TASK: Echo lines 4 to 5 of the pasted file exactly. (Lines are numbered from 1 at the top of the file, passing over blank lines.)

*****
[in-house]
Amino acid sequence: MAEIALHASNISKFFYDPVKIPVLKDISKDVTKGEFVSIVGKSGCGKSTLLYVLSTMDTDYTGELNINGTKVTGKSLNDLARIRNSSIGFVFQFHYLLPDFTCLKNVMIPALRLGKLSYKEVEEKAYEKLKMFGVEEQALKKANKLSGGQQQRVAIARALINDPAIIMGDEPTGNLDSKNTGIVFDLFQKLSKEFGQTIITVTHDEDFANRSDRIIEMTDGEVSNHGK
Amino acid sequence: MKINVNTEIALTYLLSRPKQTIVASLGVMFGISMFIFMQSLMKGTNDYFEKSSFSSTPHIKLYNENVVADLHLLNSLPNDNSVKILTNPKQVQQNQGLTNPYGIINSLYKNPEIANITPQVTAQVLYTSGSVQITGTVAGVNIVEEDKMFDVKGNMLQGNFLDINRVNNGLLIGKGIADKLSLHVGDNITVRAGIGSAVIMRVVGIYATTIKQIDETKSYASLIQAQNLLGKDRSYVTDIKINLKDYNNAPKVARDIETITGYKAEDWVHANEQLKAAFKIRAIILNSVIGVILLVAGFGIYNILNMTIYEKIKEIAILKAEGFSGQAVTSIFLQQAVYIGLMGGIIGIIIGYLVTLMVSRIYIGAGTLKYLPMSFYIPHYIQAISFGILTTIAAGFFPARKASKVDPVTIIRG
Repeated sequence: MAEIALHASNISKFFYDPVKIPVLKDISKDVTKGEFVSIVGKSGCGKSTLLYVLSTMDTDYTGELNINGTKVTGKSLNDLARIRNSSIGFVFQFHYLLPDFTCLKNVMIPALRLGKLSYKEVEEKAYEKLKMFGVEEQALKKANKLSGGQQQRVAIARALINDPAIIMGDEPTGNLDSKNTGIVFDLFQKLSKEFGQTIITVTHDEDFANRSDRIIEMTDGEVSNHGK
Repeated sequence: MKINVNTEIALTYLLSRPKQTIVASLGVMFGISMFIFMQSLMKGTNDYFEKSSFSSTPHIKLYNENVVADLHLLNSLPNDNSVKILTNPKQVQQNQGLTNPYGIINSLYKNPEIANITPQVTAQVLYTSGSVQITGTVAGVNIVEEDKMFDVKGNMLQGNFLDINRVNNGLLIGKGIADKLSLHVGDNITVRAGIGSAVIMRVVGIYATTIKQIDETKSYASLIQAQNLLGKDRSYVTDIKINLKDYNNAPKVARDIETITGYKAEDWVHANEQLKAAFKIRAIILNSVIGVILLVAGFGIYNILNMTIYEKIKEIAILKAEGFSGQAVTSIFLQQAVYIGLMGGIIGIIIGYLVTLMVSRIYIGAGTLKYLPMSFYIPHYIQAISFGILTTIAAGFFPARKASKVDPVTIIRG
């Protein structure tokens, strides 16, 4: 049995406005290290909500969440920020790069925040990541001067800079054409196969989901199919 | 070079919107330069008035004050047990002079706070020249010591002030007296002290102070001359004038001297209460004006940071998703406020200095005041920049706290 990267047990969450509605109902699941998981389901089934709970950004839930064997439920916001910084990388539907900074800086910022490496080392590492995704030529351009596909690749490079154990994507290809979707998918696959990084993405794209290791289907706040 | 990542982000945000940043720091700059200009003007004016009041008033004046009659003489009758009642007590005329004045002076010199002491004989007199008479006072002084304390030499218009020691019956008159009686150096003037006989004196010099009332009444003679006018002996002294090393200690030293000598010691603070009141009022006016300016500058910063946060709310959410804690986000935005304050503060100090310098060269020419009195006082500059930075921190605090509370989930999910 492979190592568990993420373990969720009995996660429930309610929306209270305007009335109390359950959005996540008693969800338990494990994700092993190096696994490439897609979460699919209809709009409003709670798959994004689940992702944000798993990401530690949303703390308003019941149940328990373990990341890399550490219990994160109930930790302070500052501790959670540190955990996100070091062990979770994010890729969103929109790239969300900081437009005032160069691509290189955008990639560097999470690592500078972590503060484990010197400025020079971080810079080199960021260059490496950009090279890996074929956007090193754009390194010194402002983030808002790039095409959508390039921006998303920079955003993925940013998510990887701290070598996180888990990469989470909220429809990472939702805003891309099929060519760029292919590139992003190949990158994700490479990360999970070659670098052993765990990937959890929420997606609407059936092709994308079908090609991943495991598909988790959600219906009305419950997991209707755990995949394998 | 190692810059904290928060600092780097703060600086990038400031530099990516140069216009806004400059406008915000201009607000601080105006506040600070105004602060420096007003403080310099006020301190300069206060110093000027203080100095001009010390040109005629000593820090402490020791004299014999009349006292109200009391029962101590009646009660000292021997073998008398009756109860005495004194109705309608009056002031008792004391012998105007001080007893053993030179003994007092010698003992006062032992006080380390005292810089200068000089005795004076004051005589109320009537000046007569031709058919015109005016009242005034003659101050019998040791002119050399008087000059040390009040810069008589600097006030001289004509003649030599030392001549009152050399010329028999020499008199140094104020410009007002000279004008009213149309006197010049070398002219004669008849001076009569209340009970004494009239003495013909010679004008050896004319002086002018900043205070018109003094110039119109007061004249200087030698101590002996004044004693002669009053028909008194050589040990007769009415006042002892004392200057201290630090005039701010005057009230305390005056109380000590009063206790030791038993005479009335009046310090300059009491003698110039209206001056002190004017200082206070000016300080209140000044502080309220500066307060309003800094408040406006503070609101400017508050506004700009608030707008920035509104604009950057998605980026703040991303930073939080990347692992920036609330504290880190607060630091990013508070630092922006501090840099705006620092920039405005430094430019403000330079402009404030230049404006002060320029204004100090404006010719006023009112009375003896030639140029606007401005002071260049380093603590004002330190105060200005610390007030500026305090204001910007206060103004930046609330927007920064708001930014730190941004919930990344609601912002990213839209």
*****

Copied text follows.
Repeated sequence: MAEIALHASNISKFFYDPVKIPVLKDISKDVTKGEFVSIVGKSGCGKSTLLYVLSTMDTDYTGELNINGTKVTGKSLNDLARIRNSSIGFVFQFHYLLPDFTCLKNVMIPALRLGKLSYKEVEEKAYEKLKMFGVEEQALKKANKLSGGQQQRVAIARALINDPAIIMGDEPTGNLDSKNTGIVFDLFQKLSKEFGQTIITVTHDEDFANRSDRIIEMTDGEVSNHGK
Repeated sequence: MKINVNTEIALTYLLSRPKQTIVASLGVMFGISMFIFMQSLMKGTNDYFEKSSFSSTPHIKLYNENVVADLHLLNSLPNDNSVKILTNPKQVQQNQGLTNPYGIINSLYKNPEIANITPQVTAQVLYTSGSVQITGTVAGVNIVEEDKMFDVKGNMLQGNFLDINRVNNGLLIGKGIADKLSLHVGDNITVRAGIGSAVIMRVVGIYATTIKQIDETKSYASLIQAQNLLGKDRSYVTDIKINLKDYNNAPKVARDIETITGYKAEDWVHANEQLKAAFKIRAIILNSVIGVILLVAGFGIYNILNMTIYEKIKEIAILKAEGFSGQAVTSIFLQQAVYIGLMGGIIGIIIGYLVTLMVSRIYIGAGTLKYLPMSFYIPHYIQAISFGILTTIAAGFFPARKASKVDPVTIIRG